Are there movies in Valley's future?
These ambitious plans will take time to develop, one commissioner says.
By DEBORA SHAULIS
VINDICATOR STAFF WRITER
YOUNGSTOWN -- Most folks simply call Richard Ouzounian, the founder of Western Reserve Film Commission, "Oz."
Before he moved to Boardman several years ago, Ouzounian ran a production company that produced films and videos in the White House. Now he's made it his job to promote the tri-county area to all filmmakers.
Ouzounian believes this area is on the verge of a $100 million industry.
"There are people who don't believe it can be done, and I just don't agree with that," he said.
Ouzounian isn't afraid to ask for money, whether it's $40 million in federal funds to build sound stages or $150,000 from Mahoning County Convention & amp; Visitors Bureau to keep his office, and himself, going.
For some people, Ouzounian's actions invoke memories of the title character in the classic movie "The Wizard of Oz" -- the seemingly all-knowing, all-powerful leader who's just a guy behind a green curtain.
In Ouzounian's case, that curtain is made of money.
So far, Ouzounian has the backing of Mahoning County commissioners, who make up three-fourths of the CVB's interim board. The CVB dipped into its share of the county lodging tax to give the film commission $65,000 last year. It hasn't acted yet on Ouzounian's 2006 request for $150,000.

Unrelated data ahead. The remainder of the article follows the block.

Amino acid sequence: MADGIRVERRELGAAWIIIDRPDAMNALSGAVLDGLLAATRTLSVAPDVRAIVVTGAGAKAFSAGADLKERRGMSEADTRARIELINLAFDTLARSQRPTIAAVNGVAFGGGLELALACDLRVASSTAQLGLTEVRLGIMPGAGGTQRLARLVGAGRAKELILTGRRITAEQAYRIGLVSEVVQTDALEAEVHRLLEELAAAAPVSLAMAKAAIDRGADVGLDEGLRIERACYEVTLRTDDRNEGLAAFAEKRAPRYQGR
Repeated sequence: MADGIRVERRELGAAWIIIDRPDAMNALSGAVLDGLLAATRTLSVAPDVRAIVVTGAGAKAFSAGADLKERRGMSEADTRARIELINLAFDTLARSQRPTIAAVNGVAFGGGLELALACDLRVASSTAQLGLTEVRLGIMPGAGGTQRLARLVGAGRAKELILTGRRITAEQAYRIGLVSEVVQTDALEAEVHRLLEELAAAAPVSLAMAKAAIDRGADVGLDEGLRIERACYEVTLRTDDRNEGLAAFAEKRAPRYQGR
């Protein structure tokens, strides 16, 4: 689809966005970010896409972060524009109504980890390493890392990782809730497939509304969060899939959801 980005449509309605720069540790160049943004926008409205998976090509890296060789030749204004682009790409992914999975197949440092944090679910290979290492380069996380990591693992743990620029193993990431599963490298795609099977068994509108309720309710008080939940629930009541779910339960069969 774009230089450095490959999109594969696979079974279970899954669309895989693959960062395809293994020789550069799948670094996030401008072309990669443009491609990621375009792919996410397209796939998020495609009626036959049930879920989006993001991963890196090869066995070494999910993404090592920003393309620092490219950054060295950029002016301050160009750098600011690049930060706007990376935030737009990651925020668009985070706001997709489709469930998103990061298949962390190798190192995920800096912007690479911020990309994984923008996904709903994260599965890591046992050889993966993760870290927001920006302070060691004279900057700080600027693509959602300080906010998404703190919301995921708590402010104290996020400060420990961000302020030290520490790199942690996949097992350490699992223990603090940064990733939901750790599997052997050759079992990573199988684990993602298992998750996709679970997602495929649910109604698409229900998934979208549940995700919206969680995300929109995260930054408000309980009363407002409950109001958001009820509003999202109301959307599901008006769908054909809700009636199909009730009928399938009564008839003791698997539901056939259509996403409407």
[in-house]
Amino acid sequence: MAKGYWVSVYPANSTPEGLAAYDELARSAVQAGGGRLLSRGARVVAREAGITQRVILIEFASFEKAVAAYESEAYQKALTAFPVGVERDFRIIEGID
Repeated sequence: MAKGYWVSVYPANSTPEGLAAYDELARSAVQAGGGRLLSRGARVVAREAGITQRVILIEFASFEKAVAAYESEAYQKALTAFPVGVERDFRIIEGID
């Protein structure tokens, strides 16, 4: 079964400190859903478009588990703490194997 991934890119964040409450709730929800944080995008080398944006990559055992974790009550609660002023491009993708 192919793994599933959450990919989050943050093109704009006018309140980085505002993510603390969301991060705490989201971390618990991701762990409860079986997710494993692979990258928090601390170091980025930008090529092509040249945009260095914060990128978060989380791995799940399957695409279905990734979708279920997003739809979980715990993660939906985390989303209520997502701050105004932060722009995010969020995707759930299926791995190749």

Commissioner David Ludt said Ouzounian spent money as he said he would in his 2005 budget proposal.
Commissioner John McNally IV is willing to give Ouzounian time to get the film commission established. Ouzounian has "ambitious ideas," McNally said. "I don't think this is a six-month project. I don't think this is a one-year project."
McNally testified in January in support of state Senate Bill 155, which would provide tax credits to people who invest in film production in Ohio. State Sen. Marc Dann of Liberty, D-32nd, is co-sponsoring the bill. Twenty-four other states have similar legislation in an effort to lure productions away from Hollywood, McNally said.
The film commission should be funded by the bed tax, which by state law can be used only to promote tourism, and not by the county's general fund, McNally said.
Anthony Traficanti, president of the board of commissioners, said Ouzounian has been passionate about filmmaking's benefits to the local economy.
"I didn't want to turn a blind eye to an industry I didn't know much about," Traficanti said.
Economic impact on Valley
Ouzounian has estimated the economic impact of all local film projects in 2005 at $3 million. Filmmakers spent money on hotel rooms, rental cars, food, fuel and wages for local people who were hired on the sets; that money, in turn, was spent locally, he said.
The $3 million includes the production of "Extreme Makeover: Home Edition," which filmed in Boardman last October, he noted. Ouzounian doesn't take credit for bringing "Extreme Makeover" here, but he does claim responsibility for five independent films that were shot locally.
Ouzounian often says that the local infrastructure is desirable to filmmakers. He cites the underused Youngstown-Warren Regional Airport, abandoned buildings and the area's mix of urban and rural settings as movie-friendly. It's just a matter of marketing, he said.